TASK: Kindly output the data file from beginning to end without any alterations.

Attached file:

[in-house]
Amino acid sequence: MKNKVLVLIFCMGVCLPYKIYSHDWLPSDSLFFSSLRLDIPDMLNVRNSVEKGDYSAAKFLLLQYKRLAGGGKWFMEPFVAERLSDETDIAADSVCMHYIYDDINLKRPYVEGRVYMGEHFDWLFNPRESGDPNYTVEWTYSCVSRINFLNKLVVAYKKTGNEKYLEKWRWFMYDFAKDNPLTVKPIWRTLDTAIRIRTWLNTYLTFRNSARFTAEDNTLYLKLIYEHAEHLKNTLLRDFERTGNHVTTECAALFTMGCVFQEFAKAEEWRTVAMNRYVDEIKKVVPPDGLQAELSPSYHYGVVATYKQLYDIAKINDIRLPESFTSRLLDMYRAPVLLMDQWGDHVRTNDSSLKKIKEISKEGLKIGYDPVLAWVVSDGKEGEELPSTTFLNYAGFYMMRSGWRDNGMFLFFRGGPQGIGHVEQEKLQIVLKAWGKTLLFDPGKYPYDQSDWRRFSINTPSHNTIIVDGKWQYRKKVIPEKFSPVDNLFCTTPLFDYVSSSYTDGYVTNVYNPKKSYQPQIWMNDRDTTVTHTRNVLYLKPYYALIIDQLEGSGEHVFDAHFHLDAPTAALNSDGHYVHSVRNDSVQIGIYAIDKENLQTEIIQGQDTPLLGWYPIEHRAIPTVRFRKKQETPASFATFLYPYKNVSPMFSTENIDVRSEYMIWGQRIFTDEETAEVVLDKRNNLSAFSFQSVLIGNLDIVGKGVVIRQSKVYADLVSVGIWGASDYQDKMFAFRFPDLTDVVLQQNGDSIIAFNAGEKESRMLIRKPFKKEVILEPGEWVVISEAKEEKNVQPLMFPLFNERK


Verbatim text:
[in-house]
Amino acid sequence: MKNKVLVLIFCMGVCLPYKIYSHDWLPSDSLFFSSLRLDIPDMLNVRNSVEKGDYSAAKFLLLQYKRLAGGGKWFMEPFVAERLSDETDIAADSVCMHYIYDDINLKRPYVEGRVYMGEHFDWLFNPRESGDPNYTVEWTYSCVSRINFLNKLVVAYKKTGNEKYLEKWRWFMYDFAKDNPLTVKPIWRTLDTAIRIRTWLNTYLTFRNSARFTAEDNTLYLKLIYEHAEHLKNTLLRDFERTGNHVTTECAALFTMGCVFQEFAKAEEWRTVAMNRYVDEIKKVVPPDGLQAELSPSYHYGVVATYKQLYDIAKINDIRLPESFTSRLLDMYRAPVLLMDQWGDHVRTNDSSLKKIKEISKEGLKIGYDPVLAWVVSDGKEGEELPSTTFLNYAGFYMMRSGWRDNGMFLFFRGGPQGIGHVEQEKLQIVLKAWGKTLLFDPGKYPYDQSDWRRFSINTPSHNTIIVDGKWQYRKKVIPEKFSPVDNLFCTTPLFDYVSSSYTDGYVTNVYNPKKSYQPQIWMNDRDTTVTHTRNVLYLKPYYALIIDQLEGSGEHVFDAHFHLDAPTAALNSDGHYVHSVRNDSVQIGIYAIDKENLQTEIIQGQDTPLLGWYPIEHRAIPTVRFRKKQETPASFATFLYPYKNVSPMFSTENIDVRSEYMIWGQRIFTDEETAEVVLDKRNNLSAFSFQSVLIGNLDIVGKGVVIRQSKVYADLVSVGIWGASDYQDKMFAFRFPDLTDVVLQQNGDSIIAFNAGEKESRMLIRKPFKKEVILEPGEWVVISEAKEEKNVQPLMFPLFNERK